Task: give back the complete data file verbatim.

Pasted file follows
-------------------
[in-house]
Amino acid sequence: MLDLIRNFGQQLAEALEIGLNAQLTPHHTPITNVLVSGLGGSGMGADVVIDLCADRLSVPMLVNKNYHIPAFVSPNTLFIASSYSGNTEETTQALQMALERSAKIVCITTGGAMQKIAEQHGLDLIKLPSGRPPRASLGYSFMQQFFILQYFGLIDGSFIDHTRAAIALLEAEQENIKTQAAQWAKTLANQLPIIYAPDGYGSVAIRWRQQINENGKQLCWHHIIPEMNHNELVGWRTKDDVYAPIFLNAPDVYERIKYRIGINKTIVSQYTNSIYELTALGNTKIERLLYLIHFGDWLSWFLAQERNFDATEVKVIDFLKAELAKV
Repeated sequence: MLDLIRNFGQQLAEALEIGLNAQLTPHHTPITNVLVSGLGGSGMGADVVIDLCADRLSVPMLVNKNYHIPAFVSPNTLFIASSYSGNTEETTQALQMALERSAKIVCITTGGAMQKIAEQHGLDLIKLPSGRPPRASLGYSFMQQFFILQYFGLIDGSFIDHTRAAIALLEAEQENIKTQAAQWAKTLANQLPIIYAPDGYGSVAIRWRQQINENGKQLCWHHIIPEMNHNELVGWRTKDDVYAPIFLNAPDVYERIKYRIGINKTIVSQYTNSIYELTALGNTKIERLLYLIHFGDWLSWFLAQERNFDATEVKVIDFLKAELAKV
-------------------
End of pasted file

[in-house]
Amino acid sequence: MLDLIRNFGQQLAEALEIGLNAQLTPHHTPITNVLVSGLGGSGMGADVVIDLCADRLSVPMLVNKNYHIPAFVSPNTLFIASSYSGNTEETTQALQMALERSAKIVCITTGGAMQKIAEQHGLDLIKLPSGRPPRASLGYSFMQQFFILQYFGLIDGSFIDHTRAAIALLEAEQENIKTQAAQWAKTLANQLPIIYAPDGYGSVAIRWRQQINENGKQLCWHHIIPEMNHNELVGWRTKDDVYAPIFLNAPDVYERIKYRIGINKTIVSQYTNSIYELTALGNTKIERLLYLIHFGDWLSWFLAQERNFDATEVKVIDFLKAELAKV
Repeated sequence: MLDLIRNFGQQLAEALEIGLNAQLTPHHTPITNVLVSGLGGSGMGADVVIDLCADRLSVPMLVNKNYHIPAFVSPNTLFIASSYSGNTEETTQALQMALERSAKIVCITTGGAMQKIAEQHGLDLIKLPSGRPPRASLGYSFMQQFFILQYFGLIDGSFIDHTRAAIALLEAEQENIKTQAAQWAKTLANQLPIIYAPDGYGSVAIRWRQQINENGKQLCWHHIIPEMNHNELVGWRTKDDVYAPIFLNAPDVYERIKYRIGINKTIVSQYTNSIYELTALGNTKIERLLYLIHFGDWLSWFLAQERNFDATEVKVIDFLKAELAKV